‘Twelve Corners’ recalls life in Ozarks 100 years ago

The Center for Regional History in collaboration with University Press, both at Southeast Missouri State University in Cape Girardeau, recently published the childhood short stories of Missouri native Ruby Allee Wright in “Twelve Corners – The Refuge of My Youth.”

In “Twelve Corners,” readers will step back in time 100 years to rural Brumley, Mo., in the heart of the Ozarks and experience life with little Ruby Allee and her sister, Millie. 

Posthumously published 16 years after her death, Wright’s accounts come to life in this illustrated edition, featuring watercolor images of the girls’ adventures. 

The book invites readers to join the sisters as they admire Camden County’s famous Ha Ha Tonka Castle, grieve with the loss of a likeable local bootleg whiskey distiller and warmly remember school days along the banks of Brumley Creek. 

They also will learn about Twelve Corners, the surprisingly elaborate church built in a remote glen above Rollins Creek. 

Used by several denominations, it became the small community’s social center before its decline, “…standing bravely alone, abandoned by all but the animals of the forest.”

Fans of Laura Ingalls Wilder will find much to enjoy in “Twelve Corners,” said Dr. Adam Criblez, director of the Center for Regional History and associate professor of history and anthropology at Southeast.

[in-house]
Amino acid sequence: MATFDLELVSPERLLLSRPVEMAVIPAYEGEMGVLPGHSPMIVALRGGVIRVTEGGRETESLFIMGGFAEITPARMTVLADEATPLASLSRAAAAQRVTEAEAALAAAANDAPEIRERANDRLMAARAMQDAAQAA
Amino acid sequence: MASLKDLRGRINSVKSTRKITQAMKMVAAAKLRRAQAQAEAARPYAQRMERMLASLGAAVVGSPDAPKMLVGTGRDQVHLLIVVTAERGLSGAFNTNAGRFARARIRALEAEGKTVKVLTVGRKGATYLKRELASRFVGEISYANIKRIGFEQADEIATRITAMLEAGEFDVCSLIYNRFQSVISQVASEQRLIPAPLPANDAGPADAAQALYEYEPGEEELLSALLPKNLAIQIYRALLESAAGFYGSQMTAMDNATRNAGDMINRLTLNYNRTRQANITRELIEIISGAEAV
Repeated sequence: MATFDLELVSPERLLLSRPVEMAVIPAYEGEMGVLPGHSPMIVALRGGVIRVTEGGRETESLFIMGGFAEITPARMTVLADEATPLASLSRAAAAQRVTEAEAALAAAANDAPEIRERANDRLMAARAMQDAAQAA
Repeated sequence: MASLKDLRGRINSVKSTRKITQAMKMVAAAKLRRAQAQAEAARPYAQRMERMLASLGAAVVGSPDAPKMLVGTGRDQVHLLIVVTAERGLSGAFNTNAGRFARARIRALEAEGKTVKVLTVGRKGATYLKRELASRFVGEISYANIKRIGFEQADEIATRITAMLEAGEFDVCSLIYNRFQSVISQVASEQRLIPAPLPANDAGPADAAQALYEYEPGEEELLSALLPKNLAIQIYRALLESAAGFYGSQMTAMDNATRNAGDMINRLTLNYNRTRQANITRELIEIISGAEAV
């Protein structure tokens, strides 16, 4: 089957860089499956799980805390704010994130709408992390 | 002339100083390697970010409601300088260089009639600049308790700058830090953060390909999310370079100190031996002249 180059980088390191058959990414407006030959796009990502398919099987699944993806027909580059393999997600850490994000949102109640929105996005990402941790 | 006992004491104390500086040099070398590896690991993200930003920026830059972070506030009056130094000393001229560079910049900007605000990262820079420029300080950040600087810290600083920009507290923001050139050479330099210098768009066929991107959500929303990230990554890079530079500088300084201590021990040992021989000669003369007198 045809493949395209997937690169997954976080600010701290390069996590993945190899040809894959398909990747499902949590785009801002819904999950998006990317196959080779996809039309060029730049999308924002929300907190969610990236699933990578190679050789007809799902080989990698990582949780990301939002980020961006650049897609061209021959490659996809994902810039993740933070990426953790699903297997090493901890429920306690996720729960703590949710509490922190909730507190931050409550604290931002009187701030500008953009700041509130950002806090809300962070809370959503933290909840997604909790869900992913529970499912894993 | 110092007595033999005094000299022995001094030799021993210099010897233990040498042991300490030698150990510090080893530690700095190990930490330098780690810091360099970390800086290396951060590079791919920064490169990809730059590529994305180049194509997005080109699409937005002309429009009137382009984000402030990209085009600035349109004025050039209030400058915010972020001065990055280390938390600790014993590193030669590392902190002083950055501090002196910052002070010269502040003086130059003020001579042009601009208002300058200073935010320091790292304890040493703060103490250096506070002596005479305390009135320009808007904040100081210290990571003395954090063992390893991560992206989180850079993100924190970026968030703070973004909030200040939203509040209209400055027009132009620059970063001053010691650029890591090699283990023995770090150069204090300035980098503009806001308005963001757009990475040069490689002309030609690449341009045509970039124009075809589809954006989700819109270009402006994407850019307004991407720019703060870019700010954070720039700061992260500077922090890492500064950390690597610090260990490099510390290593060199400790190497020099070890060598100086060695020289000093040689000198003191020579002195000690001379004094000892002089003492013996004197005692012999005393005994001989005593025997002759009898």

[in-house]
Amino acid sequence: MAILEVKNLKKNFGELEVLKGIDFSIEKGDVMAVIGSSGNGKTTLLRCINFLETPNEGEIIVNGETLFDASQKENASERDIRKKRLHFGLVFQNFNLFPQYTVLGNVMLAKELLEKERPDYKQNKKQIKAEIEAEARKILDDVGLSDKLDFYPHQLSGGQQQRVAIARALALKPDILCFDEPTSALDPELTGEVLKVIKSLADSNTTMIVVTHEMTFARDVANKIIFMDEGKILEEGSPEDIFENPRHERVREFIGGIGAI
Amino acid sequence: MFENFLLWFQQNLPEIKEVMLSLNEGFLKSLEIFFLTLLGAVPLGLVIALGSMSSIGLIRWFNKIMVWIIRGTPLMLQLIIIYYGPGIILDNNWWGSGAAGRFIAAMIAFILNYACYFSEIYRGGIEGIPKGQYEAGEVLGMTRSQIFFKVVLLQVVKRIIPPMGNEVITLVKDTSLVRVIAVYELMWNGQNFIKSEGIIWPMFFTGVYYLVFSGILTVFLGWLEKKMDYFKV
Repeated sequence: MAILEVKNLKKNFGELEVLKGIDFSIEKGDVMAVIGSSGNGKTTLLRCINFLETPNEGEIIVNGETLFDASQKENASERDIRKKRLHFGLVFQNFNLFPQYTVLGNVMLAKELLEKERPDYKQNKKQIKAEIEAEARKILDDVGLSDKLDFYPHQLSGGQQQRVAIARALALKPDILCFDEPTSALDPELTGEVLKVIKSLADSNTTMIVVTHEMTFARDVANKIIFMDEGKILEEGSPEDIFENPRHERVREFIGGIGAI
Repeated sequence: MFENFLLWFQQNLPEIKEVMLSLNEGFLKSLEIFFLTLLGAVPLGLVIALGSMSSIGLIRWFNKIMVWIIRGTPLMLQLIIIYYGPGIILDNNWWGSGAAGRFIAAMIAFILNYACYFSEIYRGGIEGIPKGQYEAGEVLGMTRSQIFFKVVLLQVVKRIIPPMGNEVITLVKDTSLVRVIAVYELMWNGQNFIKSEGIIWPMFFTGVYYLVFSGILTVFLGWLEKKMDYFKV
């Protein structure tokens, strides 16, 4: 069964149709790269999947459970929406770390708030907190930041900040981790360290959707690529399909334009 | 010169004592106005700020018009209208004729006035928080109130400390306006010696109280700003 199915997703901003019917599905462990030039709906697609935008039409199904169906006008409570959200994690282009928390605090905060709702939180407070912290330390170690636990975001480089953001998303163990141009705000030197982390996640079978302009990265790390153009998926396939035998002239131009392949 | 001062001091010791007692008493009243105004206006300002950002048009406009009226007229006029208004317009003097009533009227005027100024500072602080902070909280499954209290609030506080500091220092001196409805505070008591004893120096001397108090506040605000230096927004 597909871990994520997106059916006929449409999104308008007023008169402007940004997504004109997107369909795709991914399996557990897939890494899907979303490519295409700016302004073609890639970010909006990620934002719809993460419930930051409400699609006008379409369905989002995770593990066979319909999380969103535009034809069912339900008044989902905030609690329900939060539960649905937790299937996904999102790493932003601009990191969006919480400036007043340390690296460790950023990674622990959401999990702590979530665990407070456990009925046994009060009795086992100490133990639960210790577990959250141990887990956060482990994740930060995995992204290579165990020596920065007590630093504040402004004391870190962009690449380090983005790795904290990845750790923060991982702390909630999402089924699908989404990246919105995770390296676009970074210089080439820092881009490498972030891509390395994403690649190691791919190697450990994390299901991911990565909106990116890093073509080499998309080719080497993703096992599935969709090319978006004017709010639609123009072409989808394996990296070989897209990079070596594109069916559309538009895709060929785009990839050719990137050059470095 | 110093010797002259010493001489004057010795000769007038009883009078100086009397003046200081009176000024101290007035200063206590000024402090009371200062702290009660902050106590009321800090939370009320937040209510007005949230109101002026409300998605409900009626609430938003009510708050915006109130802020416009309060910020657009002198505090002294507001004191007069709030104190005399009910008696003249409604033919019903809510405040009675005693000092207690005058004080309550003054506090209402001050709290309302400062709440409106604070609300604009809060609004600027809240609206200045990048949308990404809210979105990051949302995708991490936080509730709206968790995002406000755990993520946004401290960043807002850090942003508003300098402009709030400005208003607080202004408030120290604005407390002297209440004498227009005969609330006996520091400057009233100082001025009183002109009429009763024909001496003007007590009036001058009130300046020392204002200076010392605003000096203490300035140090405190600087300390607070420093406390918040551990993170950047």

Wright played with grandchildren of living Civil War soldiers, visited Uncle Ed and Aunt Sarah Meachum, son and daughter of freed slaves, and even knew an old man, Lige Popplewell, who left for California in the Gold Rush of 1849 and returned with his “…pockets full of gold.”

“Likely no person living today ever crossed paths with such people of history. Ruby Allee Wright has written of them, adding a rich historical dimension to ‘Twelve Corners’,” Criblez said.

Wright, born in 1916, was a lifelong resident of Miller County, living near Eugene and Iberia, but spent several childhood years in Camden, Pulaski and Laclede counties. 

She is the mother of Alan Terry Wright, author of “Murder on Rouse Hill.” Wright died in 2004.

“Twelve Corners” is available at Southeast’s Center for Regional History and on Amazon.

The Gazette-Democrat

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